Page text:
Thousands of travellers around the world were caught out by the COVID-19 pandemic and the sudden border closures that came with it.
Many have managed to find their way home by now – on their own, or through repatriation flights.
Two who haven’t are young climate activists Rosie Watson and Mike Elm, from the UK. They were on a cross-continent journey on foot and by bike to promote more sustainable ways of travelling and living when the new coronavirus swept across Europe.
They found themselves stuck in Kosovo when authorities closed down all land and air borders mid-March in a bid to contain the spread of COVID-19.
"That was the end of the journey for the time being. That was eight weeks ago," the pair told Euronews in a live interview.
Both have been using their time in the town of Prizren to write about their trip on their blogs. The managers of a hostel that’s now closed under the nationwide lockdown agreed to let them stay as long as they have to, they said.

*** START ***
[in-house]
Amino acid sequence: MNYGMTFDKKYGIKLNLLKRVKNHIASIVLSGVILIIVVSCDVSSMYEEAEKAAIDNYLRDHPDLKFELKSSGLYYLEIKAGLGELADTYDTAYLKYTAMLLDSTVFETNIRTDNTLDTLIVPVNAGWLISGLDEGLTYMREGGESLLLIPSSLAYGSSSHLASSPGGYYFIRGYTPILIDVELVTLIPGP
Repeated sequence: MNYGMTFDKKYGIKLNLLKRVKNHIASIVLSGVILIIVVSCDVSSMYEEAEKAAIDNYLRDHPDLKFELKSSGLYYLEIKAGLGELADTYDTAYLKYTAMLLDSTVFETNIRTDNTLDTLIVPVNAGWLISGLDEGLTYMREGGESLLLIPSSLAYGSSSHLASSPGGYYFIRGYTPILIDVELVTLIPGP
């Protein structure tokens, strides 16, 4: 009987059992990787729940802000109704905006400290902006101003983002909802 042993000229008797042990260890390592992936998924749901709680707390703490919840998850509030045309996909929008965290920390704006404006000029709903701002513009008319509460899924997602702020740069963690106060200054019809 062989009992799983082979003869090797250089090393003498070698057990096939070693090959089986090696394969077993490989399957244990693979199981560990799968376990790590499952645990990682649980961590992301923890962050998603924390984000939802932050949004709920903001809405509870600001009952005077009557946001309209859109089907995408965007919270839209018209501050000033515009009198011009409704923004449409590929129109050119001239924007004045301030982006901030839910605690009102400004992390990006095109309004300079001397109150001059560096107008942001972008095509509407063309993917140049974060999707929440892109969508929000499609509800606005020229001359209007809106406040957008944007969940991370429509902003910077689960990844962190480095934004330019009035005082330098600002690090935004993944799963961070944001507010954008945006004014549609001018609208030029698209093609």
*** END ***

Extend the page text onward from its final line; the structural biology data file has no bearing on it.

"We’ve been really welcomed and feel quite at home now, I guess," Rosie added.
Telling a ‘new story’
Eight months ago, Rosie started running from the UK to Mongolia, for what she’s hoping will be a two-year journey on foot, meeting people along the way who are working to tackle the climate crisis.
"Telling it through the adventure, you get a wider audience to tell these stories," she explained.
Inspired by her efforts, Mike joined her on the adventure in November, but on his bike – taking different routes and meeting up with Rosie every now and then.
Now reunited in lockdown, they're both waiting for borders to reopen to pick up their journey where they left it.
Mike said he’s hoping to go to Albania next, to study how the capital Tirana is working to become friendlier to pedestrians and cyclists. Rosie plans to head east towards Bulgaria, to meet more environmental activists there.
"I’m hoping to connect stories across the world, to show that this new story is emerging of how we can live in a more healthy and sustainable way," she said.